The Albany register. (Albany, Or.) 1868-18??, January 03, 1874, Image 1

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    t P Fisher
. . ' 1 m
NO. 17.
imtllTUI? XT t
iiii.i iin n
ED1TOMAI. sons.
Hon. Rufns Mallory entered npon
the duties of U. S. District Attorney
for Oregon on Tuesday.
The Htdletin Is our authority for
stating that tlu" Indian Indemnity Bill,
introduced by Senator Mitchell, does
not limit the claims for losses suffered
through tltn Modoc war, but exteids
to all losses suffered by Indian depre
dations not heretofore adjusted.
A correspondent of an Ohio journal
says that lie has eaten nice, ripe toma
toes, about Christmas times. The
plan of preserving them was to pull
them before frost, and lay them away
in a loft where tliey will not freeze,
and tiie green ones will ripen. Try
the experiment, some one, next fall.
The State Board of Examination con
venes at Salem on Monday next, for
the purpose of granting State certifi
cates and Hie diplomas to those who
wish to avail themselves of the oppor
tunity. The report that Woods was to be re
moved from the Governorship of Utah
created considerable excitement among
the Gentiles at Salt Lake, who insist
tha t such a removal at present would
p rove disastrous to tiie Territory.
it i. ofill a mooted auestion wliethcr
Hon. George 11. Wl Haras is to be the!
next Chief Justice, but tnose who
in tlu. hAst, thai we to git at a
knowledge of the true condition of
tiie nomination, assert mat w
will certainly be confirmed by the
Senate. It is to be Hoped by all good
and true men that the assertion may
prove true.
On Wednesday last the Oregonian
made a clean breast of It for once, and
declared, in its leading article, that
tliere was no furtlier "Inducement" for
it to remain in the Republican party.
Just so. As it has done all in its pow
er, ever stuoe the defeat of Its chief for
the Scuatorshlp, to disrupt and destroy
the party, this confession comes rather
late. But honest and consistent Re
publicans who have so long clung to
the Oregonian, hoping against hope
that It would get over its little pet, and
come back to the folds of tiie party,
now see plainly the deep-laid
scheme ot this traitorous slieet, and
will cart it from tbem In its mad
fury over the defeats which have met
it In every attack upon the Republican
party It hasdestroyed Itself. Farewell
to the cornit and rotten wreck.
The expends attendant npon calling
the late special United States Grand
Jury In Portland was about twenty
five hundred dollars! This Special
Grand Jury, called to find Indict'
ineuts against parties for bribery at
tiie recent election, found four indict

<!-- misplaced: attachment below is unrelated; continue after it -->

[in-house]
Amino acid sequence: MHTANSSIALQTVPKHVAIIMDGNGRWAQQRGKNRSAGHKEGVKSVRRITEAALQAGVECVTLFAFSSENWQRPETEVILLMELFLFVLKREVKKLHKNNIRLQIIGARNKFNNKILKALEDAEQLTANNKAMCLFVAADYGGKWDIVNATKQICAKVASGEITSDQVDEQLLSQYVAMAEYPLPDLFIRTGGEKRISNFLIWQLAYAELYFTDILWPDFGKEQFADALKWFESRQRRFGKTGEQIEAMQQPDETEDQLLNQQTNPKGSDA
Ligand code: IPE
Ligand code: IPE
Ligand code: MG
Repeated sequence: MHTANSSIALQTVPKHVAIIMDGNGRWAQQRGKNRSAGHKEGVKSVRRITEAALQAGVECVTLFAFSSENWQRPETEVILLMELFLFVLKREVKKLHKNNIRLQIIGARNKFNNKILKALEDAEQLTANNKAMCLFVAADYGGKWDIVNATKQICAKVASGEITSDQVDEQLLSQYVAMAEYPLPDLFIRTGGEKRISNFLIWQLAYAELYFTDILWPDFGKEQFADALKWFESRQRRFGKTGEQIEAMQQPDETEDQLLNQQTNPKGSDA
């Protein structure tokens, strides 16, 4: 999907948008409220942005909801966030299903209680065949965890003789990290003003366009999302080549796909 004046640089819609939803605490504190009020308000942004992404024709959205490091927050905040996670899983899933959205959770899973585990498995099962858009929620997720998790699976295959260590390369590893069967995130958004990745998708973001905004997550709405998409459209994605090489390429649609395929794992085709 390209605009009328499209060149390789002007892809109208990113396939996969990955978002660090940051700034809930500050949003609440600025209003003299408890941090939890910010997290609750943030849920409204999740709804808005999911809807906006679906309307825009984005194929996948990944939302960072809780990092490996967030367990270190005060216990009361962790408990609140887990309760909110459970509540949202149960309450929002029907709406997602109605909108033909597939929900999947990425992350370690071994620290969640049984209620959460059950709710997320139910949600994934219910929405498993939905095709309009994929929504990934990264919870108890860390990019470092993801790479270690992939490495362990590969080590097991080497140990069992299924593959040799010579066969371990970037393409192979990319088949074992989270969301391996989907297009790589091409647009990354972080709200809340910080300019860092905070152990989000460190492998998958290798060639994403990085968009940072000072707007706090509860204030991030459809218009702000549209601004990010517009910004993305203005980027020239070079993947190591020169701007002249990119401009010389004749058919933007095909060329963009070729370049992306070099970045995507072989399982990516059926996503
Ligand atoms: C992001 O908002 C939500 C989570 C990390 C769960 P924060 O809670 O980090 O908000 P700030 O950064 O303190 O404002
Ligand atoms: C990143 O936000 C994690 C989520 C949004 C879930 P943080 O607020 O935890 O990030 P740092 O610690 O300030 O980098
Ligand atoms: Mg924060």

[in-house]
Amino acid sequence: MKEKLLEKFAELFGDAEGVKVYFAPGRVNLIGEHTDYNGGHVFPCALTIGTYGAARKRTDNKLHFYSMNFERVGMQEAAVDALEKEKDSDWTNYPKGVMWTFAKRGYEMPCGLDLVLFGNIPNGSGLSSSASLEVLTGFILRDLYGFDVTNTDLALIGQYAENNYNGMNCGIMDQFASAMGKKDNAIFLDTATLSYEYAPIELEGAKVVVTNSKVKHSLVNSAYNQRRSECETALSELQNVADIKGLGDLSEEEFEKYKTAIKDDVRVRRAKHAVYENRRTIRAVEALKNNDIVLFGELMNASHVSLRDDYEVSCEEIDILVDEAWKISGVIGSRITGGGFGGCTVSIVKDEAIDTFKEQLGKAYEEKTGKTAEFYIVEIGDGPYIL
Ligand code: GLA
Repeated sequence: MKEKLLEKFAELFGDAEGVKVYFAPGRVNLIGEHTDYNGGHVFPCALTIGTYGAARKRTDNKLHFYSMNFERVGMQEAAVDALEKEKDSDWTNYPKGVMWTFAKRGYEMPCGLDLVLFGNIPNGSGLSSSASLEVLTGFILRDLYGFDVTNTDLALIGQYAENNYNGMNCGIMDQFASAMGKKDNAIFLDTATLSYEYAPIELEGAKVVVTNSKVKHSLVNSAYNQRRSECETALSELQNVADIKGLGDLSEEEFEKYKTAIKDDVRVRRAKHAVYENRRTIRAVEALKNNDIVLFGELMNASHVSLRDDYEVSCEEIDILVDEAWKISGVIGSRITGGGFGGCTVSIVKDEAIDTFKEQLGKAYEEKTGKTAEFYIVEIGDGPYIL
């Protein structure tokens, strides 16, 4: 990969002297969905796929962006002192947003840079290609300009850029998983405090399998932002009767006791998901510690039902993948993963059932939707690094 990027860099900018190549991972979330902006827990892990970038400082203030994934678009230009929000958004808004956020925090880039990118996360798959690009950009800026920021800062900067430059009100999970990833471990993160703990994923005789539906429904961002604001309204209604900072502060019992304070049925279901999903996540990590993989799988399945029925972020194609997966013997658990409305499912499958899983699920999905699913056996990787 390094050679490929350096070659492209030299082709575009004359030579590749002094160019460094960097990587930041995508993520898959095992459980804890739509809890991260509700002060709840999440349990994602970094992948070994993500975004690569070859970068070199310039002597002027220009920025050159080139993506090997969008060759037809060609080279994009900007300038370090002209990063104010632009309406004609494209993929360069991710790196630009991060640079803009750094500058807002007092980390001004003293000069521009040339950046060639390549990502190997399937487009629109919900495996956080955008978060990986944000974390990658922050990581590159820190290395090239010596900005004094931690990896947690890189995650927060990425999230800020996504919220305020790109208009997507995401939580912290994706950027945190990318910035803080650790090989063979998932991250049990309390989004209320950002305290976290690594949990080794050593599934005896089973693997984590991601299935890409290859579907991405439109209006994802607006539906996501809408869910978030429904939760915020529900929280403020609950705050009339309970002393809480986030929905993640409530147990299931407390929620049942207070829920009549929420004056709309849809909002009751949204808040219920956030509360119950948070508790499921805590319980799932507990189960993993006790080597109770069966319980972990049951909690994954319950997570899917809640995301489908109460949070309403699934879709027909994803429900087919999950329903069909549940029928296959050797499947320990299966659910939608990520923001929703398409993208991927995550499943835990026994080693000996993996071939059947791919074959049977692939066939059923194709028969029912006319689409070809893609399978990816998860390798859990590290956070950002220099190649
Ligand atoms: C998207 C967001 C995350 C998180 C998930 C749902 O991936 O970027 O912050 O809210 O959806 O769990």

ments. Two of those indicted were
acquitted outright, and the Indictment
against the other two were thrown out
ot Court, liecane the evidence to sus
tain them was insufficient. Thus ends
this farce, and fully justifies the tele
gram of the Attorney General to
Glbbs. tlmt tins proceeding was calcu
lated to entail unusual and needless
expense. It also adds more proof, if
more were needed, of the utter deprav
ity of the call of soreheads its Port
land. All their false swearing ami
hrlliery schemes have failed, and they
stand before the people of Oregon to
day branded as men without honor or
principle, who stand ready to do any
thing tlmt will aid In the accomplish
ment of tlielr malignant schemes of ven
geauce against the Republican party.
The Bishop of Lincoln Is heralded
MM nH4empeinee man, having
preached a sermon In Ms catliedral
against, the Temperance Pledge, de.
nound'ig It as imscriptaral, and asser
ting that It "undermines the Godhead of
Christ' -whlch, to say the least, I
curious figure.
How utterly powerless are the deep
est laid schemes of the con-opt and
vicious over truth and honesty, is wit
nessed In the failure of every scheme
put forth by tiie little ring of soreheads
In Portland to bring disgrace upon tiie
party that has nursed and fed them,
and given them all the prominence,
and more, that, their abilities. Individ
ually and collectively, would warrant.
With the Court. Jury, District Attor
ney, perjured witnesses to swear to
just such evidence as was wanted, and
everything else in their favor, the sore
head ring succeeded in getting a Salem
repeater, who voted for Nesmith, to
plead guilty a conviction which could
and would have been reached by the
next regular jury, without extra cost
to the people at a cost to tiie people
of S-2,500, while they utterly failed to
make good their sworn statements
with regard to bribery and corruption
in Portland. And now this ring ot
sorelieads stand out before the people
of Oregon, convicted as malignant
and willful falsifiers on every count.
Having sounded the lowest depths of
Infamy, their organ now announces
that it sees no further ""inducement"
to train with the Republican party!
and has "officially" gone over to De
mocracy. If Democracy can stand It
good ; the Republican party is relieved
of a grievous burden of sin by its withdrawal.
Hope Grange No. 24. At an elec
tion, last Saturday, in this Grange, the
former Master, G. F. Simpson, was
elected Master ; L. Smith. Overseer;
A. S. TiOoney. Lecturer; John Need
ham. Steward ; Isaac Needham, Asst.
Steward ; Jonathan Needham, Chap
lain ; M. Werts, Treasurer; John Mil
laid, Secretary; John Elder, Gatekeep
er; Miss Llnna Nanny, Ceres; Mrs.
Lucinda Smith. Pomona; Mrs. A. S.
Powell, Flora; Miss Sarah Werts,
Lady Assistant Steward.
It is an error to suppose that a man
belongs to himself. No man does.
He belongs to his wife, or his children,
or his relations, or his creditors, or to
society, In some form or other. It is
for their especial good and behalf that
be lives and works, and they kindly
allow him to retain a certain percent
age of his gains to administer to his
own pleasures or wants. He has his
body, and that Is all, and even for that
he is answerable to society. In short,
society is the master and man Is the
servant; and it is entirely according as
society turns out a good or bad master,
whether he turns out a bad or a good
The sorehead organ asks "What of
the Night ?" It must present a terrible
dark and gloomy prospect to a sheet
whose only object is to vent its spleen
on respectable people and secure the
largest "Inducements" therefor.
It Is stated that Victor Hugo resem
bles Jnbal A. Early. When Hugo
learns the fact he will no doubt either
become Insane or commit suicide.